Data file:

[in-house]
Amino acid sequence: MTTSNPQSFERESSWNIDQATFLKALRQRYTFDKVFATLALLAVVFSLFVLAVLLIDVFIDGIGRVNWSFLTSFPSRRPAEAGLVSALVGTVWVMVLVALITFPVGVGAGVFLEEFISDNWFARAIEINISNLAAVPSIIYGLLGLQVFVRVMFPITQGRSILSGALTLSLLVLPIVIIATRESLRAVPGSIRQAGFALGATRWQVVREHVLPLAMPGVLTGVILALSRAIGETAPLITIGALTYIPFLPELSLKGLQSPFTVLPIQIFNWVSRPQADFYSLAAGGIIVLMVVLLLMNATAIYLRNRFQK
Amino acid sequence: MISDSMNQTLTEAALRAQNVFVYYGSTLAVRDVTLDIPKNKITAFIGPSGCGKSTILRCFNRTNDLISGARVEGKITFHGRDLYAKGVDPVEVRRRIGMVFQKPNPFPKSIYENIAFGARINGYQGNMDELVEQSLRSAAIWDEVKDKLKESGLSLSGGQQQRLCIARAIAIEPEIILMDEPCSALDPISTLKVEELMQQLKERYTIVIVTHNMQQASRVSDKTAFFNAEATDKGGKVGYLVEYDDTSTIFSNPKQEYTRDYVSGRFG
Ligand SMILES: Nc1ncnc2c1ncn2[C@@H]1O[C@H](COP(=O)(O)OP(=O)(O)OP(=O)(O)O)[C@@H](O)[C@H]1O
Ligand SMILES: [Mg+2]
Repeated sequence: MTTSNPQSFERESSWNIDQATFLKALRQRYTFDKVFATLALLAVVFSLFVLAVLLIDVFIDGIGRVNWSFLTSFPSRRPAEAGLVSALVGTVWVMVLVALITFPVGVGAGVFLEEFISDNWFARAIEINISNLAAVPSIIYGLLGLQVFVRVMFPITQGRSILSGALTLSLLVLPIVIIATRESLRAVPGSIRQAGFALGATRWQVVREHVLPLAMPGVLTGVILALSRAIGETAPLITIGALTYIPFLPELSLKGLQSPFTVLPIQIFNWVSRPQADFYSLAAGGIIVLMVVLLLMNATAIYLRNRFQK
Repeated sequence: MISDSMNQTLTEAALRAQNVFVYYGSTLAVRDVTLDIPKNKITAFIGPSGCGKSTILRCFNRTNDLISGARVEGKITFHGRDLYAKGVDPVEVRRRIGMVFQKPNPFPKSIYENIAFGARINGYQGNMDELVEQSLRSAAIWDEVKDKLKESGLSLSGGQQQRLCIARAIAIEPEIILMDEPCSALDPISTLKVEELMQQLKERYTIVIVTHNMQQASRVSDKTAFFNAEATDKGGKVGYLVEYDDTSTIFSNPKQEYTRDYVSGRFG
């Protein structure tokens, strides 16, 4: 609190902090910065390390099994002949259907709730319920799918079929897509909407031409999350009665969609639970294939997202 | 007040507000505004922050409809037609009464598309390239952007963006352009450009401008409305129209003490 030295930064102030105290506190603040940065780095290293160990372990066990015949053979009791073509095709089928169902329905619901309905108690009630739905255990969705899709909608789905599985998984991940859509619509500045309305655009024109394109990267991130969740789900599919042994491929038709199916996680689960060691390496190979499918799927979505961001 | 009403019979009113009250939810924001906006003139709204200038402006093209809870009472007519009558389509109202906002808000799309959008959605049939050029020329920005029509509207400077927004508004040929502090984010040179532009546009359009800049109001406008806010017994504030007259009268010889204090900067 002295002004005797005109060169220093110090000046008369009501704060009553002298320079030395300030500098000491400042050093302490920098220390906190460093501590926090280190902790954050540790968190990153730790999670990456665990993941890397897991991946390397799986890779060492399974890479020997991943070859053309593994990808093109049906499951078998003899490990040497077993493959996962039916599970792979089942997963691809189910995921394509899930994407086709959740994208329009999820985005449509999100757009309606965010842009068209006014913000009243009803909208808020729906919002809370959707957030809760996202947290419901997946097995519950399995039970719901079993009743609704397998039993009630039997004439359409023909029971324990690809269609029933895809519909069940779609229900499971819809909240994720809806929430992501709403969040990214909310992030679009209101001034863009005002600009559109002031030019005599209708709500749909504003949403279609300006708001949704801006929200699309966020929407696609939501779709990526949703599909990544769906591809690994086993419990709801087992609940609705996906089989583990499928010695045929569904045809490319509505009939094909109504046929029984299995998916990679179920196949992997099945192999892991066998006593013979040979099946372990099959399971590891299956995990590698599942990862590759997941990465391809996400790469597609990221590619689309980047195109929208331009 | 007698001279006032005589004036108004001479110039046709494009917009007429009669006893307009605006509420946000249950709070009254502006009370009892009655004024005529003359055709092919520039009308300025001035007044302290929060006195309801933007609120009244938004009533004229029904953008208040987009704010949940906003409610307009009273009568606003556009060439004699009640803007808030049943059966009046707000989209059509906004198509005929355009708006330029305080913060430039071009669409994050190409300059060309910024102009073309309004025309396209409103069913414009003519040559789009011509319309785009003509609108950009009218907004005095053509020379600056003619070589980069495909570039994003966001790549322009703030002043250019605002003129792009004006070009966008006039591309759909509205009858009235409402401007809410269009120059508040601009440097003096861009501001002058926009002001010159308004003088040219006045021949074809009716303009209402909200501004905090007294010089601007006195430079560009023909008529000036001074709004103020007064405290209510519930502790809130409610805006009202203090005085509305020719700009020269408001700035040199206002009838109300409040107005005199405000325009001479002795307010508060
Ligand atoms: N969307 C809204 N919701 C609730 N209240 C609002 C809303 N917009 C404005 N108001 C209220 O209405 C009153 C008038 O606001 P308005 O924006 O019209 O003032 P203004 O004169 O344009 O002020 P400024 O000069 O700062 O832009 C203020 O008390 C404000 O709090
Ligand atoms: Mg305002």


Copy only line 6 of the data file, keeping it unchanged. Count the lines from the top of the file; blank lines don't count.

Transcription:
Repeated sequence: MTTSNPQSFERESSWNIDQATFLKALRQRYTFDKVFATLALLAVVFSLFVLAVLLIDVFIDGIGRVNWSFLTSFPSRRPAEAGLVSALVGTVWVMVLVALITFPVGVGAGVFLEEFISDNWFARAIEINISNLAAVPSIIYGLLGLQVFVRVMFPITQGRSILSGALTLSLLVLPIVIIATRESLRAVPGSIRQAGFALGATRWQVVREHVLPLAMPGVLTGVILALSRAIGETAPLITIGALTYIPFLPELSLKGLQSPFTVLPIQIFNWVSRPQADFYSLAAGGIIVLMVVLLLMNATAIYLRNRFQK